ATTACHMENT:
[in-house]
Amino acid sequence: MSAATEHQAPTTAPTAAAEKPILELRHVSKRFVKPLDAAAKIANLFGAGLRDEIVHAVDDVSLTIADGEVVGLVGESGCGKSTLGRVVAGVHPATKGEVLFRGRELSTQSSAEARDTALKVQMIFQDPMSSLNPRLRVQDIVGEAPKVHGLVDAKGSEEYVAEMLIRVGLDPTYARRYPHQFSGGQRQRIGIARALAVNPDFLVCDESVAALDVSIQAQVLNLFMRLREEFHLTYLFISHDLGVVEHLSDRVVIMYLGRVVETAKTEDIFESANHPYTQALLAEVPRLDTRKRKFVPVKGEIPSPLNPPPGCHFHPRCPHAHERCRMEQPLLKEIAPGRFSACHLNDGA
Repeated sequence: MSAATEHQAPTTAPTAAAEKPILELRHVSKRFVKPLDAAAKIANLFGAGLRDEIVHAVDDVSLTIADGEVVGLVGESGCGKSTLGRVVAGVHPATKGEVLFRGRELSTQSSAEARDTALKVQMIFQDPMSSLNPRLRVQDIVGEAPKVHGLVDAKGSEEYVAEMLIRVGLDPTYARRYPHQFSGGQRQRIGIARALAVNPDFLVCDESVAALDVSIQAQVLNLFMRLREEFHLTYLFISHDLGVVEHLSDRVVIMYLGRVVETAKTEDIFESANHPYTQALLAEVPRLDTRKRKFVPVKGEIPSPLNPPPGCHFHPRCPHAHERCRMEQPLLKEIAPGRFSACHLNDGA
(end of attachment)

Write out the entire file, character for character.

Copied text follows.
[in-house]
Amino acid sequence: MSAATEHQAPTTAPTAAAEKPILELRHVSKRFVKPLDAAAKIANLFGAGLRDEIVHAVDDVSLTIADGEVVGLVGESGCGKSTLGRVVAGVHPATKGEVLFRGRELSTQSSAEARDTALKVQMIFQDPMSSLNPRLRVQDIVGEAPKVHGLVDAKGSEEYVAEMLIRVGLDPTYARRYPHQFSGGQRQRIGIARALAVNPDFLVCDESVAALDVSIQAQVLNLFMRLREEFHLTYLFISHDLGVVEHLSDRVVIMYLGRVVETAKTEDIFESANHPYTQALLAEVPRLDTRKRKFVPVKGEIPSPLNPPPGCHFHPRCPHAHERCRMEQPLLKEIAPGRFSACHLNDGA
Repeated sequence: MSAATEHQAPTTAPTAAAEKPILELRHVSKRFVKPLDAAAKIANLFGAGLRDEIVHAVDDVSLTIADGEVVGLVGESGCGKSTLGRVVAGVHPATKGEVLFRGRELSTQSSAEARDTALKVQMIFQDPMSSLNPRLRVQDIVGEAPKVHGLVDAKGSEEYVAEMLIRVGLDPTYARRYPHQFSGGQRQRIGIARALAVNPDFLVCDESVAALDVSIQAQVLNLFMRLREEFHLTYLFISHDLGVVEHLSDRVVIMYLGRVVETAKTEDIFESANHPYTQALLAEVPRLDTRKRKFVPVKGEIPSPLNPPPGCHFHPRCPHAHERCRMEQPLLKEIAPGRFSACHLNDGA